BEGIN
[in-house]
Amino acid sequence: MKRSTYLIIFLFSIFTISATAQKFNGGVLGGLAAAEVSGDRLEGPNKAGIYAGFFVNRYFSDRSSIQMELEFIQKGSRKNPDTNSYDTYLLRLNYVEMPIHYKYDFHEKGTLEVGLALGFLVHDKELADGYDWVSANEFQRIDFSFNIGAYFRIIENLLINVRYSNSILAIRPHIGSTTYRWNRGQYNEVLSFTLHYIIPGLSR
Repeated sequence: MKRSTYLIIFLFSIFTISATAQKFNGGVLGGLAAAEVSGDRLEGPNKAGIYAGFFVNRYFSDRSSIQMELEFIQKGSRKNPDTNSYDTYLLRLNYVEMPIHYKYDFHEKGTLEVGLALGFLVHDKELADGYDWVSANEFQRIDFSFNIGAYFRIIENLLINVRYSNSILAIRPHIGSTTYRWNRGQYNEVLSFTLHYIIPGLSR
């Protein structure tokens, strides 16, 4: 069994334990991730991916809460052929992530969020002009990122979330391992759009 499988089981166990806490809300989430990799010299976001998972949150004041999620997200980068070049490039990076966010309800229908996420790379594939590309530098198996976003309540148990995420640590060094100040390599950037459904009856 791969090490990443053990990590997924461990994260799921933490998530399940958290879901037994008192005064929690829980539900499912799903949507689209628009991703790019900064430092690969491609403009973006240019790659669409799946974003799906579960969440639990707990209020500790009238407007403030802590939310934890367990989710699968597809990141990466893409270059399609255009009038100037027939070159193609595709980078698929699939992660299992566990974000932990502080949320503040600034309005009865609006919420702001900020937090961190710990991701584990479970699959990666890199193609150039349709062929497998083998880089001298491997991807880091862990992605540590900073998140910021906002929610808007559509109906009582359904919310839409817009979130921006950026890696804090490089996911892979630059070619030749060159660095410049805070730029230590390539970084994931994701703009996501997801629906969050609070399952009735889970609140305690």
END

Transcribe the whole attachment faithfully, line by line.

[in-house]
Amino acid sequence: MKRSTYLIIFLFSIFTISATAQKFNGGVLGGLAAAEVSGDRLEGPNKAGIYAGFFVNRYFSDRSSIQMELEFIQKGSRKNPDTNSYDTYLLRLNYVEMPIHYKYDFHEKGTLEVGLALGFLVHDKELADGYDWVSANEFQRIDFSFNIGAYFRIIENLLINVRYSNSILAIRPHIGSTTYRWNRGQYNEVLSFTLHYIIPGLSR
Repeated sequence: MKRSTYLIIFLFSIFTISATAQKFNGGVLGGLAAAEVSGDRLEGPNKAGIYAGFFVNRYFSDRSSIQMELEFIQKGSRKNPDTNSYDTYLLRLNYVEMPIHYKYDFHEKGTLEVGLALGFLVHDKELADGYDWVSANEFQRIDFSFNIGAYFRIIENLLINVRYSNSILAIRPHIGSTTYRWNRGQYNEVLSFTLHYIIPGLSR
């Protein structure tokens, strides 16, 4: 069994334990991730991916809460052929992530969020002009990122979330391992759009 499988089981166990806490809300989430990799010299976001998972949150004041999620997200980068070049490039990076966010309800229908996420790379594939590309530098198996976003309540148990995420640590060094100040390599950037459904009856 791969090490990443053990990590997924461990994260799921933490998530399940958290879901037994008192005064929690829980539900499912799903949507689209628009991703790019900064430092690969491609403009973006240019790659669409799946974003799906579960969440639990707990209020500790009238407007403030802590939310934890367990989710699968597809990141990466893409270059399609255009009038100037027939070159193609595709980078698929699939992660299992566990974000932990502080949320503040600034309005009865609006919420702001900020937090961190710990991701584990479970699959990666890199193609150039349709062929497998083998880089001298491997991807880091862990992605540590900073998140910021906002929610808007559509109906009582359904919310839409817009979130921006950026890696804090490089996911892979630059070619030749060159660095410049805070730029230590390539970084994931994701703009996501997801629906969050609070399952009735889970609140305690």